Date: August 2013
Creator: Overturf, Matthew D.
Partner: UNT Libraries

Endogenous Nucleotide Pools in Growing Cells of Azotobacter Vinelandii

Description: The objective of this investigation was to examine the changes in the nucleotide pools of Azotobacter vinelandii during the growth cycle. Endogenous ribonucleotides were extracted from A. vinelandii using trichloroacetic acid (TCA; 12% w/v). The 5' mono-, di- and triphosphates of adenine, guanine, uracil and cytosine were separated and quantified by anion-exchange high performance liquid chromatography. Results indicated that the adenylate energy charge of A. vinelandii paralleled the growth rate during exponential phase and that it declined rapidly as the stationary phase was reached. In addition, the amount of each nucleotide in A. vinelandii tended to increase in the logarithmic phase and decrease in the stationary phase in a similar manner to the energy charge.
Date: August 1987
Creator: Lee, Yick-Shun
Partner: UNT Libraries

Enhancement by Human Chorionic Gonadotropin of Transformation of Chick Embryo Fibroblasts and Rat Kidney Cells Infected with Temperature-Sensitive and Wild Type Rous Sarcoma Viruses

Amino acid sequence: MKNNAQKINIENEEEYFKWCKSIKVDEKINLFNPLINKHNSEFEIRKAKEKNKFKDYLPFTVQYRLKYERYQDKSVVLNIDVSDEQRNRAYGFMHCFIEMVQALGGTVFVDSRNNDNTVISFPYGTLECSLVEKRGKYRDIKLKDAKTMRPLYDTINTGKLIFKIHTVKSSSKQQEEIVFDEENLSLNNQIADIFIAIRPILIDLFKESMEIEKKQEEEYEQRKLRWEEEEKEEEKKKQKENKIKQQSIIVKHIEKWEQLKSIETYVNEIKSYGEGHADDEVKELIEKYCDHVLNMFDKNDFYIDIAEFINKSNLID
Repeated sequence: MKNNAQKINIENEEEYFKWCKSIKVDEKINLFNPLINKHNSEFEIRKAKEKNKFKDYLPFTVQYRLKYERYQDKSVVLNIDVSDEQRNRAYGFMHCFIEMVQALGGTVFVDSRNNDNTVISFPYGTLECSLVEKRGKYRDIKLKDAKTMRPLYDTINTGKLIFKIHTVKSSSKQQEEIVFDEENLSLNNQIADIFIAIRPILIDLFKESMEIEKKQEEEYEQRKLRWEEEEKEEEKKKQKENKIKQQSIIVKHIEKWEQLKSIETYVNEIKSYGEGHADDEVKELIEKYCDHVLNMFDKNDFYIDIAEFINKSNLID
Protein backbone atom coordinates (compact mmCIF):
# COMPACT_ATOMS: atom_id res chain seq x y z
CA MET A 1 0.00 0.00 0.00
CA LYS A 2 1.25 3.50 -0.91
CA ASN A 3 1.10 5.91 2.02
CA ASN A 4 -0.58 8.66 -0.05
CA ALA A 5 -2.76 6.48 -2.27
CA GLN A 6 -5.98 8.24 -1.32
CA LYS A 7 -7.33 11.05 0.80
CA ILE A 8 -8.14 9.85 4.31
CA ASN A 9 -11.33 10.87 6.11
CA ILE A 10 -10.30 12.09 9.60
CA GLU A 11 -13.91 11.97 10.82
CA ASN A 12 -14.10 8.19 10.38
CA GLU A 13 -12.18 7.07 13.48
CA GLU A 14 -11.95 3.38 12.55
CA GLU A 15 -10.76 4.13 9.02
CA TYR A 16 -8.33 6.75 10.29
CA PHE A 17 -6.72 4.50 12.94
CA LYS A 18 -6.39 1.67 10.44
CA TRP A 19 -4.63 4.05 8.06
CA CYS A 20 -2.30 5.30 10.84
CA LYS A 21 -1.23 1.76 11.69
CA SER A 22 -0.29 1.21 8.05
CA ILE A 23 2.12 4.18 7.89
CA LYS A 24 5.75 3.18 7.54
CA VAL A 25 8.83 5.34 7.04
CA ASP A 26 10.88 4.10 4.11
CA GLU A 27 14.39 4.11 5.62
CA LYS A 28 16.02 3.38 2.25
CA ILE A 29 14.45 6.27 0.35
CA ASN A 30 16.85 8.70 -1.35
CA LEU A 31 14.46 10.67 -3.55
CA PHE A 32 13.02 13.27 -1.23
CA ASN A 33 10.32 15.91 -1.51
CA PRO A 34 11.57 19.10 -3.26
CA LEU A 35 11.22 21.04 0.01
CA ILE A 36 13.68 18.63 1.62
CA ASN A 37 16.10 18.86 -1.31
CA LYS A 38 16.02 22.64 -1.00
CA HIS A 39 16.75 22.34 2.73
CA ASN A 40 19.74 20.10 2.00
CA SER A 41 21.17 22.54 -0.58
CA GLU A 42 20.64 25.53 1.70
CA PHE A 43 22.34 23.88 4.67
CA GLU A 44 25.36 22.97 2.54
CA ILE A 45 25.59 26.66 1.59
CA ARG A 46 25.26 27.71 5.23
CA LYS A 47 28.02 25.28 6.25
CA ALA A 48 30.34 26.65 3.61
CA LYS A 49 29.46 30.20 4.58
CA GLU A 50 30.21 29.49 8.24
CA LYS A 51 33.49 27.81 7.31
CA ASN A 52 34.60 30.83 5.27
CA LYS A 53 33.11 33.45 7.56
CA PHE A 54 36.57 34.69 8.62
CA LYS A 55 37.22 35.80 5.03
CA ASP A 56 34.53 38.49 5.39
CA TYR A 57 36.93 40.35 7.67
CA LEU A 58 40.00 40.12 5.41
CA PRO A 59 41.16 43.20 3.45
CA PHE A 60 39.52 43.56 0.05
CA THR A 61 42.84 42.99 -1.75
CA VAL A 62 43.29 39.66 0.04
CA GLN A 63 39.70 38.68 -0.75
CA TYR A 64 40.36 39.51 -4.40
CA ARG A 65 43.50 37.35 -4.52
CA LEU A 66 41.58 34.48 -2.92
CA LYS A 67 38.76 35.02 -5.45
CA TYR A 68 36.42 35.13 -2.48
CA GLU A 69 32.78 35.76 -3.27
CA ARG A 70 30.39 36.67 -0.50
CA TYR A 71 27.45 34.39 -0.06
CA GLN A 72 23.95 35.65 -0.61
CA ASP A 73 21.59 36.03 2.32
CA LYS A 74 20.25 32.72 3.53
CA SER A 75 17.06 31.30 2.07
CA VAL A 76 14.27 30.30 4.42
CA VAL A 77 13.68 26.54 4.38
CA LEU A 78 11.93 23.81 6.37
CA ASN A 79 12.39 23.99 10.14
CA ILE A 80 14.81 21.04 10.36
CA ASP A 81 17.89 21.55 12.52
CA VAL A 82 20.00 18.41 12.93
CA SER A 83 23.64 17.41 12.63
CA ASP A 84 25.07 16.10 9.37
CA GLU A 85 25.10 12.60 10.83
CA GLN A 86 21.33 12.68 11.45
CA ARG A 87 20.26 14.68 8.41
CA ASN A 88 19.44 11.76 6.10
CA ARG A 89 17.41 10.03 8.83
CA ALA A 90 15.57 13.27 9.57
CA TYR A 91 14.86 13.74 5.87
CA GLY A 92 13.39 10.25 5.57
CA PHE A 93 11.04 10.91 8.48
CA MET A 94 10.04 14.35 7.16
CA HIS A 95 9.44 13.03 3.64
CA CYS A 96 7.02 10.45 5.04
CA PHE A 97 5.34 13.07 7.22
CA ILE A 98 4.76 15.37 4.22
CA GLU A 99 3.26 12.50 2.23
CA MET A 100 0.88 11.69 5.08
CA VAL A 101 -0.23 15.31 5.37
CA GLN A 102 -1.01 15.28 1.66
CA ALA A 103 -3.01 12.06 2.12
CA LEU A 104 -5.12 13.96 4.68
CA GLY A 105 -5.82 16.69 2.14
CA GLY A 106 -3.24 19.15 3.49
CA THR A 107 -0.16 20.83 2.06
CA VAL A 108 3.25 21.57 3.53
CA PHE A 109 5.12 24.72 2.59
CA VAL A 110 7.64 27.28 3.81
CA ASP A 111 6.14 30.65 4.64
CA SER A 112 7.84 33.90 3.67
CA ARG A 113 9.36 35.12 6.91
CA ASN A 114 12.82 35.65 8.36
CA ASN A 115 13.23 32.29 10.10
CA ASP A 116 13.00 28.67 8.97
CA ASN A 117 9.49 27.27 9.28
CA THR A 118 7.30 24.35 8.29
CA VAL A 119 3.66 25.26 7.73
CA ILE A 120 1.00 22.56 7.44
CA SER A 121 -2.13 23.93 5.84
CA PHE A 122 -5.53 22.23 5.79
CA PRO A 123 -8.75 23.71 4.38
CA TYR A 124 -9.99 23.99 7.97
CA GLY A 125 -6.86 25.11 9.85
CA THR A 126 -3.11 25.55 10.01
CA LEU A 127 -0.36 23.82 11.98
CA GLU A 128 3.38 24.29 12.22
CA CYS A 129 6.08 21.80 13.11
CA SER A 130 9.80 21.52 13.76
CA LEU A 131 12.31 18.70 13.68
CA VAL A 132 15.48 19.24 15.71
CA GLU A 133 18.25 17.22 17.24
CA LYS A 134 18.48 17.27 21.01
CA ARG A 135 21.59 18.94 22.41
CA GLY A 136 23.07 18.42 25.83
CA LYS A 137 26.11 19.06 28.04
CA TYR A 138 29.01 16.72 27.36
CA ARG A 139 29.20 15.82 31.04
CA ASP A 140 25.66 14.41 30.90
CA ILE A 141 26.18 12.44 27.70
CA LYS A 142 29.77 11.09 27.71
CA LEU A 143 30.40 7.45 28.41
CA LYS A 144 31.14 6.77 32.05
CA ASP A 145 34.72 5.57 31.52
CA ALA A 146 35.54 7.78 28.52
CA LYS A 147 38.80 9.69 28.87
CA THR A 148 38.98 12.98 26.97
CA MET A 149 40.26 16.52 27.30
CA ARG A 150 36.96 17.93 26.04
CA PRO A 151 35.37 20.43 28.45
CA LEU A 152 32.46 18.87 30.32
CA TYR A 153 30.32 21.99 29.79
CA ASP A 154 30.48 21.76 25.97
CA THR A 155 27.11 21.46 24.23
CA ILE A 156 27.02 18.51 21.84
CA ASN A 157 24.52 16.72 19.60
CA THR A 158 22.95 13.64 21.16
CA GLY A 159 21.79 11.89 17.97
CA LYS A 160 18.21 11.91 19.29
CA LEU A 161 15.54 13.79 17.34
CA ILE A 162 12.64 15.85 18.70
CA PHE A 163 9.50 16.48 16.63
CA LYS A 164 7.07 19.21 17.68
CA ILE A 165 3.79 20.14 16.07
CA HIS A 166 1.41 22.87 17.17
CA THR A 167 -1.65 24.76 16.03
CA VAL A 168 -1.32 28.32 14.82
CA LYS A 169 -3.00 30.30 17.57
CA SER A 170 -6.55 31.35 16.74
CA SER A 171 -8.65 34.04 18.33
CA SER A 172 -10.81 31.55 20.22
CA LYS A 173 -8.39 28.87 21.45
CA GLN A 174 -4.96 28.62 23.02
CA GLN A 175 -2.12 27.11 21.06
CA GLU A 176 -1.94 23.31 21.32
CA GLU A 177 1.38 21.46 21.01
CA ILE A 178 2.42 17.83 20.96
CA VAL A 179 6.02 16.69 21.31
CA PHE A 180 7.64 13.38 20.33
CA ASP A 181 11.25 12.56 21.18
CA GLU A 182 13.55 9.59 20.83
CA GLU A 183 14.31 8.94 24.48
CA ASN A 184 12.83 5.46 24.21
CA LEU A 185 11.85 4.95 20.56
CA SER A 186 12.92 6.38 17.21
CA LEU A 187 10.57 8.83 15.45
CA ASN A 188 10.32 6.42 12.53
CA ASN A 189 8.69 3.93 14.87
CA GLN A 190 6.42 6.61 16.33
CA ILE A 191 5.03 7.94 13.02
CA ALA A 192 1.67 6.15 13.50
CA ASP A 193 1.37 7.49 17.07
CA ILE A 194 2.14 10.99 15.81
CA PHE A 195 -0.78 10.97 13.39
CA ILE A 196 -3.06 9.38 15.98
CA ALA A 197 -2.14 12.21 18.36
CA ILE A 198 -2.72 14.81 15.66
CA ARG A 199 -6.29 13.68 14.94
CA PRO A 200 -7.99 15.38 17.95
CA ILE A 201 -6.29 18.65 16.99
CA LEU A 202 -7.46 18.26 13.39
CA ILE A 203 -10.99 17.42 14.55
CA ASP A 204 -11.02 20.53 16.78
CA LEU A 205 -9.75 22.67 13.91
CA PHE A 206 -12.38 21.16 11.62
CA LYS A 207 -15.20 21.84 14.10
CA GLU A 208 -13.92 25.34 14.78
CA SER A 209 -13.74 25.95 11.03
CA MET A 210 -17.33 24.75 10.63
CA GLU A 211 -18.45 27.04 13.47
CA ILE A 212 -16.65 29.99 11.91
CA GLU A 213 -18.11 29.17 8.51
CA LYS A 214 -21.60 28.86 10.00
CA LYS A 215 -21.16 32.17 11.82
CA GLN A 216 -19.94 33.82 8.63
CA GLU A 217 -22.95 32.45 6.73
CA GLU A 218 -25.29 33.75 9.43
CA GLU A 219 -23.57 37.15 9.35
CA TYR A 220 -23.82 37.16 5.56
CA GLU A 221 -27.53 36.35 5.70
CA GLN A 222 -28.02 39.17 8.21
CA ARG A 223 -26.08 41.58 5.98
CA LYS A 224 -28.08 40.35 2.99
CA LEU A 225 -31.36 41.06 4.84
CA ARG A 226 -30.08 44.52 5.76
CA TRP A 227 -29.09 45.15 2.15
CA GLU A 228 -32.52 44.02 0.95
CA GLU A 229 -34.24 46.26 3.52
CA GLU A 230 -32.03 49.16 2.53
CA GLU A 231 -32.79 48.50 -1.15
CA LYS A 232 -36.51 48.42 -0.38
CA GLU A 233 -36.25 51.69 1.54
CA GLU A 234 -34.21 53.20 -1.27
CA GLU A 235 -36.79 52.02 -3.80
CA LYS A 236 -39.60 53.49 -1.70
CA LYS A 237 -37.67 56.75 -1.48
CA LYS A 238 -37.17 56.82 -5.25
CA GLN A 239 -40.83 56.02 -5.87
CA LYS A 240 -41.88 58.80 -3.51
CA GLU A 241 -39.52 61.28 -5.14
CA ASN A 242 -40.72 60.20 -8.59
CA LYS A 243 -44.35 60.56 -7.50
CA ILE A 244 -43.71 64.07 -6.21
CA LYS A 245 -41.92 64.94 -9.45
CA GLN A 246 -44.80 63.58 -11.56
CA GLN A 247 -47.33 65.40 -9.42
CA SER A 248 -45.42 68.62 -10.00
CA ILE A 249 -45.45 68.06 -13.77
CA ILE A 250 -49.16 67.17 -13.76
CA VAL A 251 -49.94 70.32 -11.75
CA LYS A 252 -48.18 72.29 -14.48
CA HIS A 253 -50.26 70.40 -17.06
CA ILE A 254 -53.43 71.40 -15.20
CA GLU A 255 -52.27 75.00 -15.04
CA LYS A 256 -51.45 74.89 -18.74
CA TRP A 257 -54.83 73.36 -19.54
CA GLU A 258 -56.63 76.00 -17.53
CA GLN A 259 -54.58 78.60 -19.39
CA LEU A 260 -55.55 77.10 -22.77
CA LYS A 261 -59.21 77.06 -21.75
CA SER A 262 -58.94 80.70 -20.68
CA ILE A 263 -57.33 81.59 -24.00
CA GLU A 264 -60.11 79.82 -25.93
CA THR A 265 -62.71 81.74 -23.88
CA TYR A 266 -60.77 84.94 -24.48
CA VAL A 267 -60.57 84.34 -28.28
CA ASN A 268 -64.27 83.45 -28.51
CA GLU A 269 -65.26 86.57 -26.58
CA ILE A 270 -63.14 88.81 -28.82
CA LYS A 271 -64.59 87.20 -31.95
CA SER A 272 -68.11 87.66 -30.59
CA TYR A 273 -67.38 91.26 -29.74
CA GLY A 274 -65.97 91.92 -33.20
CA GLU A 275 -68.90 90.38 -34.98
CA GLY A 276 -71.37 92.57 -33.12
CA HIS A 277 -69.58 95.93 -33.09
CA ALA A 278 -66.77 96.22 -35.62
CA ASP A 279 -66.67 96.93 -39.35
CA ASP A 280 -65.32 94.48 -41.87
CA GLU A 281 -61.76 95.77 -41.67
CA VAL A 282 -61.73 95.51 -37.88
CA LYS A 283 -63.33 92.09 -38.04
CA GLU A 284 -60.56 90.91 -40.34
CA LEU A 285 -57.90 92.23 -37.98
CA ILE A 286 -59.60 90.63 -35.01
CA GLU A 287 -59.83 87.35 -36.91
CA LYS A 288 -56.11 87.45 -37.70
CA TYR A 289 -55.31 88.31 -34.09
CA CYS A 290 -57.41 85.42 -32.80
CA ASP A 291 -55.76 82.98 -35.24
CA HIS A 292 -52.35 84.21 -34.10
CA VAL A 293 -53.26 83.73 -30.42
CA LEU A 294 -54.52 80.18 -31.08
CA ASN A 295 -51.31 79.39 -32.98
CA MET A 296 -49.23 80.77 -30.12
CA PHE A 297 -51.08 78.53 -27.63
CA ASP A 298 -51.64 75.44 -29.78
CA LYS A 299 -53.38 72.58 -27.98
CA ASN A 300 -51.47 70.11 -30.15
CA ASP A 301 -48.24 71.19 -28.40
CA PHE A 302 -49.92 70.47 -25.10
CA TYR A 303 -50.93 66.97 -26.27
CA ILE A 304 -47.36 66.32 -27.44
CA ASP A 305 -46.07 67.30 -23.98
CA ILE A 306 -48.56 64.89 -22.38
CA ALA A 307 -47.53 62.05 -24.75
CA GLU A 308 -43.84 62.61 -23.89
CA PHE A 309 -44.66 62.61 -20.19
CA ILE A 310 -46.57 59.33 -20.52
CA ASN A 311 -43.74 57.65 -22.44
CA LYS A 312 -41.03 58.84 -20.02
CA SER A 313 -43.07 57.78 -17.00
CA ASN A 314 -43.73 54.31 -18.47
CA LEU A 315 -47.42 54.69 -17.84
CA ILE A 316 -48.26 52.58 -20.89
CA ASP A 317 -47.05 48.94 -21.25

Description: Human chorionic gonodotropin (HCG) affected in various ways cell cultures infected with strains of Rous sarcoma virus (RSV). The cell cultures studied were chick embryo fibroblasts (CEF), normal rat kidney cells infected with temperature-sensitive mutant (LA31-NRK) and a wild type RSV (B77-NRK). HCG increased the rate of transformation and viral titer of CEF cells infected with RSV, but not B77-NRK. HCG increased significantly transformation rates of LA31-NRK, only if the temperature sensitive transformation process was first delayed by incubation at non-permissive temperatures. It is suggested that some postinfective, pretransformational event(s) may operate before viralmediated transformation rates are increased by HCG.